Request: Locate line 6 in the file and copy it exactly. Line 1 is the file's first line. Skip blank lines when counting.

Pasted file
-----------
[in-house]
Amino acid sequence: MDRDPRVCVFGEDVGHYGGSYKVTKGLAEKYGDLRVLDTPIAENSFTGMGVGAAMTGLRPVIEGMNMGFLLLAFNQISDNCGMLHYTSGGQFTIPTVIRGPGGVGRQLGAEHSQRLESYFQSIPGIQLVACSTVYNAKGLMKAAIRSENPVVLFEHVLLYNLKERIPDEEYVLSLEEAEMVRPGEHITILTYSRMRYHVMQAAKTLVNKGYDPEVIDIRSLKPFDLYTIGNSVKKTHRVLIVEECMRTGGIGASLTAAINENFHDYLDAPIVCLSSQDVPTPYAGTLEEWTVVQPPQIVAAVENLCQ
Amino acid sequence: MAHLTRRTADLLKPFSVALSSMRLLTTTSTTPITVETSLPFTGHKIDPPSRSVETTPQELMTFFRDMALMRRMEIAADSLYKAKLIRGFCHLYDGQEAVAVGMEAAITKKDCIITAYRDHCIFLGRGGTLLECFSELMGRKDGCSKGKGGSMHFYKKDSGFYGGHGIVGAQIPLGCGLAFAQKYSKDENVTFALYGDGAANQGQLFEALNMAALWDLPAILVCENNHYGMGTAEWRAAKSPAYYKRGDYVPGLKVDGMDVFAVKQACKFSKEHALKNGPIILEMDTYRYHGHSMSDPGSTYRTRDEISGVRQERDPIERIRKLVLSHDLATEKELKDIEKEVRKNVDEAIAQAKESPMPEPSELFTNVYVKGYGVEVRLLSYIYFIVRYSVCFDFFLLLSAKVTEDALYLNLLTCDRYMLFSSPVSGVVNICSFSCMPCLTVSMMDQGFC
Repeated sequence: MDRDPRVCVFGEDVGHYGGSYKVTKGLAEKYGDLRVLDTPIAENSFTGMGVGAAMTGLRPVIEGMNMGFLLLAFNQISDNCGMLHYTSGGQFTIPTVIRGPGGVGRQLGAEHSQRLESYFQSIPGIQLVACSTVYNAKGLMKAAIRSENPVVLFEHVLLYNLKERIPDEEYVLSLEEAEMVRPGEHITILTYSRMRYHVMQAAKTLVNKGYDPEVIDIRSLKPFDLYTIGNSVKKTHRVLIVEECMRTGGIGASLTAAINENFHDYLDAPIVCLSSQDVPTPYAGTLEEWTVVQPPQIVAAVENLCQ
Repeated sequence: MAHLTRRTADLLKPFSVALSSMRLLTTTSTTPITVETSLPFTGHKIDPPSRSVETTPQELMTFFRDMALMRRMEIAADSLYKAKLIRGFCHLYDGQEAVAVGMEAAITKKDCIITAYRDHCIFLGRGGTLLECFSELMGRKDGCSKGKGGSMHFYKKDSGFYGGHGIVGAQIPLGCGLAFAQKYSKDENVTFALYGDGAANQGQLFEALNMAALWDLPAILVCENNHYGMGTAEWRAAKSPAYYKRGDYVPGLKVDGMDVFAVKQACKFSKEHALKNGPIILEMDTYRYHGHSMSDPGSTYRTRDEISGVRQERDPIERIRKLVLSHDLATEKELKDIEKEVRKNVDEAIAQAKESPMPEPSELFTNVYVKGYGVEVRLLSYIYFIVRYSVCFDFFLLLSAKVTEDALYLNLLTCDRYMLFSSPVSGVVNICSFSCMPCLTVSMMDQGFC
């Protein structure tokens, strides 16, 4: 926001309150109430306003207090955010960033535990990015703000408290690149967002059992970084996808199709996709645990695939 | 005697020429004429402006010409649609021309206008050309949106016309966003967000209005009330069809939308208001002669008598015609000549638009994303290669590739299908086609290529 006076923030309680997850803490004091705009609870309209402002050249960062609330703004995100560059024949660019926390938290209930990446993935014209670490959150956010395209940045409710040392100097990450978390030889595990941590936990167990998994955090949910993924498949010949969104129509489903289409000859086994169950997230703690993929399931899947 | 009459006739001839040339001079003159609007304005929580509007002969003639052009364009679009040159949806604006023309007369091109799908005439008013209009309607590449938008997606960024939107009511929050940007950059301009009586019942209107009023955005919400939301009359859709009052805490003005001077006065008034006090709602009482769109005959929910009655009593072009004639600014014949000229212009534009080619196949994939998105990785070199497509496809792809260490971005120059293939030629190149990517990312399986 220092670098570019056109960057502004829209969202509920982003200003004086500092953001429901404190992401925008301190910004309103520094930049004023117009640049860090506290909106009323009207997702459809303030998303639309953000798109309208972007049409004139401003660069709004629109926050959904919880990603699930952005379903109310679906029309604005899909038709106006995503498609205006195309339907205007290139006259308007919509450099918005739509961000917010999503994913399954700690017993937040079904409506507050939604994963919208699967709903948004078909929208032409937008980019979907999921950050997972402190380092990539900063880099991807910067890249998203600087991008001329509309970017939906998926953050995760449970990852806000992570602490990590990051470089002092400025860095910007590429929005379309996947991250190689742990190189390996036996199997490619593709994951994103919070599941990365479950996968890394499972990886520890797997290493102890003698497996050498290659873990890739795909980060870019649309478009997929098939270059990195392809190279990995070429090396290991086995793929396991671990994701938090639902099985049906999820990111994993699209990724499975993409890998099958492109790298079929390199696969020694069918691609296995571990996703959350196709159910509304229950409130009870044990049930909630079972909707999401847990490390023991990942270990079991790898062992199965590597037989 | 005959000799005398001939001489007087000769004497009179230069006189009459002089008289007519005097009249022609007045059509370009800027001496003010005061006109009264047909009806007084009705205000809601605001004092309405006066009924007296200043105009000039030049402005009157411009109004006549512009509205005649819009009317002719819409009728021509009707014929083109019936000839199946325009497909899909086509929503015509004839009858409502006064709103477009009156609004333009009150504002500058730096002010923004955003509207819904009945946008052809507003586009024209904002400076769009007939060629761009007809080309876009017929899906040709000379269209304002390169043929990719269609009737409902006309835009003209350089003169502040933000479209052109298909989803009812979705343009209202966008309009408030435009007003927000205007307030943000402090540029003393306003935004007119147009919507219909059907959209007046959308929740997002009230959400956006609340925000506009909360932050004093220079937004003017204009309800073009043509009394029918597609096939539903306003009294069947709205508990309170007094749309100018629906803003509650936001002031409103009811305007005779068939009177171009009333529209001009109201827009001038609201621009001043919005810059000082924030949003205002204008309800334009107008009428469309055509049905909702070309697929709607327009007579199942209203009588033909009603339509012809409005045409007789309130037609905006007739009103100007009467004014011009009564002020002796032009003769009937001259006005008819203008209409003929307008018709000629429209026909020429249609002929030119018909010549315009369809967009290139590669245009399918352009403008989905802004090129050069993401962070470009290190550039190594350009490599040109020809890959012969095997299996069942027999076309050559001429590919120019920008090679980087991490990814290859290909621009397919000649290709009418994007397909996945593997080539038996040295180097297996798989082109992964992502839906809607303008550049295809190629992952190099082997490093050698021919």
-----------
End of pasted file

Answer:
């Protein structure tokens, strides 16, 4: 926001309150109430306003207090955010960033535990990015703000408290690149967002059992970084996808199709996709645990695939 | 005697020429004429402006010409649609021309206008050309949106016309966003967000209005009330069809939308208001002669008598015609000549638009994303290669590739299908086609290529 006076923030309680997850803490004091705009609870309209402002050249960062609330703004995100560059024949660019926390938290209930990446993935014209670490959150956010395209940045409710040392100097990450978390030889595990941590936990167990998994955090949910993924498949010949969104129509489903289409000859086994169950997230703690993929399931899947 | 009459006739001839040339001079003159609007304005929580509007002969003639052009364009679009040159949806604006023309007369091109799908005439008013209009309607590449938008997606960024939107009511929050940007950059301009009586019942209107009023955005919400939301009359859709009052805490003005001077006065008034006090709602009482769109005959929910009655009593072009004639600014014949000229212009534009080619196949994939998105990785070199497509496809792809260490971005120059293939030629190149990517990312399986 220092670098570019056109960057502004829209969202509920982003200003004086500092953001429901404190992401925008301190910004309103520094930049004023117009640049860090506290909106009323009207997702459809303030998303639309953000798109309208972007049409004139401003660069709004629109926050959904919880990603699930952005379903109310679906029309604005899909038709106006995503498609205006195309339907205007290139006259308007919509450099918005739509961000917010999503994913399954700690017993937040079904409506507050939604994963919208699967709903948004078909929208032409937008980019979907999921950050997972402190380092990539900063880099991807910067890249998203600087991008001329509309970017939906998926953050995760449970990852806000992570602490990590990051470089002092400025860095910007590429929005379309996947991250190689742990190189390996036996199997490619593709994951994103919070599941990365479950996968890394499972990886520890797997290493102890003698497996050498290659873990890739795909980060870019649309478009997929098939270059990195392809190279990995070429090396290991086995793929396991671990994701938090639902099985049906999820990111994993699209990724499975993409890998099958492109790298079929390199696969020694069918691609296995571990996703959350196709159910509304229950409130009870044990049930909630079972909707999401847990490390023991990942270990079991790898062992199965590597037989 | 005959000799005398001939001489007087000769004497009179230069006189009459002089008289007519005097009249022609007045059509370009800027001496003010005061006109009264047909009806007084009705205000809601605001004092309405006066009924007296200043105009000039030049402005009157411009109004006549512009509205005649819009009317002719819409009728021509009707014929083109019936000839199946325009497909899909086509929503015509004839009858409502006064709103477009009156609004333009009150504002500058730096002010923004955003509207819904009945946008052809507003586009024209904002400076769009007939060629761009007809080309876009017929899906040709000379269209304002390169043929990719269609009737409902006309835009003209350089003169502040933000479209052109298909989803009812979705343009209202966008309009408030435009007003927000205007307030943000402090540029003393306003935004007119147009919507219909059907959209007046959308929740997002009230959400956006609340925000506009909360932050004093220079937004003017204009309800073009043509009394029918597609096939539903306003009294069947709205508990309170007094749309100018629906803003509650936001002031409103009811305007005779068939009177171009009333529209001009109201827009001038609201621009001043919005810059000082924030949003205002204008309800334009107008009428469309055509049905909702070309697929709607327009007579199942209203009588033909009603339509012809409005045409007789309130037609905006007739009103100007009467004014011009009564002020002796032009003769009937001259006005008819203008209409003929307008018709000629429209026909020429249609002929030119018909010549315009369809967009290139590669245009399918352009403008989905802004090129050069993401962070470009290190550039190594350009490599040109020809890959012969095997299996069942027999076309050559001429590919120019920008090679980087991490990814290859290909621009397919000649290709009418994007397909996945593997080539038996040295180097297996798989082109992964992502839906809607303008550049295809190629992952190099082997490093050698021919």